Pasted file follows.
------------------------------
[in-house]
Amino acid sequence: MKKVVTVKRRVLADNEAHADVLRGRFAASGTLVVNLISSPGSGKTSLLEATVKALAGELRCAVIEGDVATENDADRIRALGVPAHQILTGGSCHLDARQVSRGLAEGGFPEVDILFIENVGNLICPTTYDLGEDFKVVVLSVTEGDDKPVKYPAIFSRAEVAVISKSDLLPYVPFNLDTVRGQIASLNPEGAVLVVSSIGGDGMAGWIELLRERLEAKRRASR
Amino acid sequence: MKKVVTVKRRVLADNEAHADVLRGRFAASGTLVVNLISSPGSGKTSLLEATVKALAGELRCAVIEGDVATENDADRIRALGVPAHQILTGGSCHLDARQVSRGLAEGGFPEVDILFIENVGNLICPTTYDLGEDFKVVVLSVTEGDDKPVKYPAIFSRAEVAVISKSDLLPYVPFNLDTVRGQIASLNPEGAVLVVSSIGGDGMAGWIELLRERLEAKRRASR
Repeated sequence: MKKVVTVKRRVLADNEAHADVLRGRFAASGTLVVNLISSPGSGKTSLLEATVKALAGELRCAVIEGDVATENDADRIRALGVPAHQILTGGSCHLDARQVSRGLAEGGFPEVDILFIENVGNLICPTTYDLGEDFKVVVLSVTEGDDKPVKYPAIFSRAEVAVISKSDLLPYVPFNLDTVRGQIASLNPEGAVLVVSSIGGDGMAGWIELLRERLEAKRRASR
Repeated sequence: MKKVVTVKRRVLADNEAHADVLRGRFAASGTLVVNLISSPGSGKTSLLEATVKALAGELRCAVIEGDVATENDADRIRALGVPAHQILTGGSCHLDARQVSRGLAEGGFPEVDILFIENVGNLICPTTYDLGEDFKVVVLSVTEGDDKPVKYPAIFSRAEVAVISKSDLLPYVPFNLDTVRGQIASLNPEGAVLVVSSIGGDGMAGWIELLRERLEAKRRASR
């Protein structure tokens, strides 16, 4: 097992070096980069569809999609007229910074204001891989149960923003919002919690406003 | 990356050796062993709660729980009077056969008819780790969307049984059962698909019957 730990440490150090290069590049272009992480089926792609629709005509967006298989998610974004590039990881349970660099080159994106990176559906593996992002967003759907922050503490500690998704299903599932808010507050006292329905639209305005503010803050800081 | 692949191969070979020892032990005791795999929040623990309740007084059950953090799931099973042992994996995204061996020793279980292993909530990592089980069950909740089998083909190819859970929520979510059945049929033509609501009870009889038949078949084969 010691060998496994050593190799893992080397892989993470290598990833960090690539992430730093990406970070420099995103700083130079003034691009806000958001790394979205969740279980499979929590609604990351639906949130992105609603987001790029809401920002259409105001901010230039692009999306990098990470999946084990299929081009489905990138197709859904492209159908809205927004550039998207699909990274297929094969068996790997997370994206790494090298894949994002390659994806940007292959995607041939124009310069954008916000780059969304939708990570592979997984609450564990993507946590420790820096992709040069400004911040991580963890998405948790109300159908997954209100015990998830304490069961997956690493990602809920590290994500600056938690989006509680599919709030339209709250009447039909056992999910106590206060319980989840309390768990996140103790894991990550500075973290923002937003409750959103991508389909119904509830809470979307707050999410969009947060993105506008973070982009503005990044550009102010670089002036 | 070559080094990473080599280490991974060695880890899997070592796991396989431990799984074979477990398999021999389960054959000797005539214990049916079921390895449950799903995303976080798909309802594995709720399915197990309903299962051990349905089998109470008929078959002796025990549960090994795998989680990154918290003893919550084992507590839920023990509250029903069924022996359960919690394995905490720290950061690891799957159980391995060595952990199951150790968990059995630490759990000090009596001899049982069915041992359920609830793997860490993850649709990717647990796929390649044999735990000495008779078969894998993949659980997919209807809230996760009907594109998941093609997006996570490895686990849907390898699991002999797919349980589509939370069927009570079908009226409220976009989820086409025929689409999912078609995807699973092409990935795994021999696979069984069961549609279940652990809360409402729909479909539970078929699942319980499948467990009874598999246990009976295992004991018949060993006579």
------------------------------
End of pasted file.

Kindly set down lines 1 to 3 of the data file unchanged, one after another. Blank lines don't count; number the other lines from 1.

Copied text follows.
[in-house]
Amino acid sequence: MKKVVTVKRRVLADNEAHADVLRGRFAASGTLVVNLISSPGSGKTSLLEATVKALAGELRCAVIEGDVATENDADRIRALGVPAHQILTGGSCHLDARQVSRGLAEGGFPEVDILFIENVGNLICPTTYDLGEDFKVVVLSVTEGDDKPVKYPAIFSRAEVAVISKSDLLPYVPFNLDTVRGQIASLNPEGAVLVVSSIGGDGMAGWIELLRERLEAKRRASR
Amino acid sequence: MKKVVTVKRRVLADNEAHADVLRGRFAASGTLVVNLISSPGSGKTSLLEATVKALAGELRCAVIEGDVATENDADRIRALGVPAHQILTGGSCHLDARQVSRGLAEGGFPEVDILFIENVGNLICPTTYDLGEDFKVVVLSVTEGDDKPVKYPAIFSRAEVAVISKSDLLPYVPFNLDTVRGQIASLNPEGAVLVVSSIGGDGMAGWIELLRERLEAKRRASR